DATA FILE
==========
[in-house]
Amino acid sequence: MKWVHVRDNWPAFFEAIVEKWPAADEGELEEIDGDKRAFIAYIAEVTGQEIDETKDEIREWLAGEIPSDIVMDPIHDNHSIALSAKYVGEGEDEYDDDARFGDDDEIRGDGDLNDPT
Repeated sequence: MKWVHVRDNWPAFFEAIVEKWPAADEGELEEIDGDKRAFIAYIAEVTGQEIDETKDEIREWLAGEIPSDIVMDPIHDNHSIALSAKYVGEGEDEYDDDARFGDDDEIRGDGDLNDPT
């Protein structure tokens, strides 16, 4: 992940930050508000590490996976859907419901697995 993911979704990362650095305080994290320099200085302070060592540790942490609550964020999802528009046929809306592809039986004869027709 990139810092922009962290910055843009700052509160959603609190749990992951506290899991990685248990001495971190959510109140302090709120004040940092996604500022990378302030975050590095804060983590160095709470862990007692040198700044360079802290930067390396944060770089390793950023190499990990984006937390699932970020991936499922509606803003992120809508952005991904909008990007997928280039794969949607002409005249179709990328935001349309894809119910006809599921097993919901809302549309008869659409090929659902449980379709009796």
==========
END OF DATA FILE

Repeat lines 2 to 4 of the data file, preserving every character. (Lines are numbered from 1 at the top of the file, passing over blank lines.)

Amino acid sequence: MKWVHVRDNWPAFFEAIVEKWPAADEGELEEIDGDKRAFIAYIAEVTGQEIDETKDEIREWLAGEIPSDIVMDPIHDNHSIALSAKYVGEGEDEYDDDARFGDDDEIRGDGDLNDPT
Repeated sequence: MKWVHVRDNWPAFFEAIVEKWPAADEGELEEIDGDKRAFIAYIAEVTGQEIDETKDEIREWLAGEIPSDIVMDPIHDNHSIALSAKYVGEGEDEYDDDARFGDDDEIRGDGDLNDPT
């Protein structure tokens, strides 16, 4: 992940930050508000590490996976859907419901697995 993911979704990362650095305080994290320099200085302070060592540790942490609550964020999802528009046929809306592809039986004869027709 990139810092922009962290910055843009700052509160959603609190749990992951506290899991990685248990001495971190959510109140302090709120004040940092996604500022990378302030975050590095804060983590160095709470862990007692040198700044360079802290930067390396944060770089390793950023190499990990984006937390699932970020991936499922509606803003992120809508952005991904909008990007997928280039794969949607002409005249179709990328935001349309894809119910006809599921097993919901809302549309008869659409090929659902449980379709009796």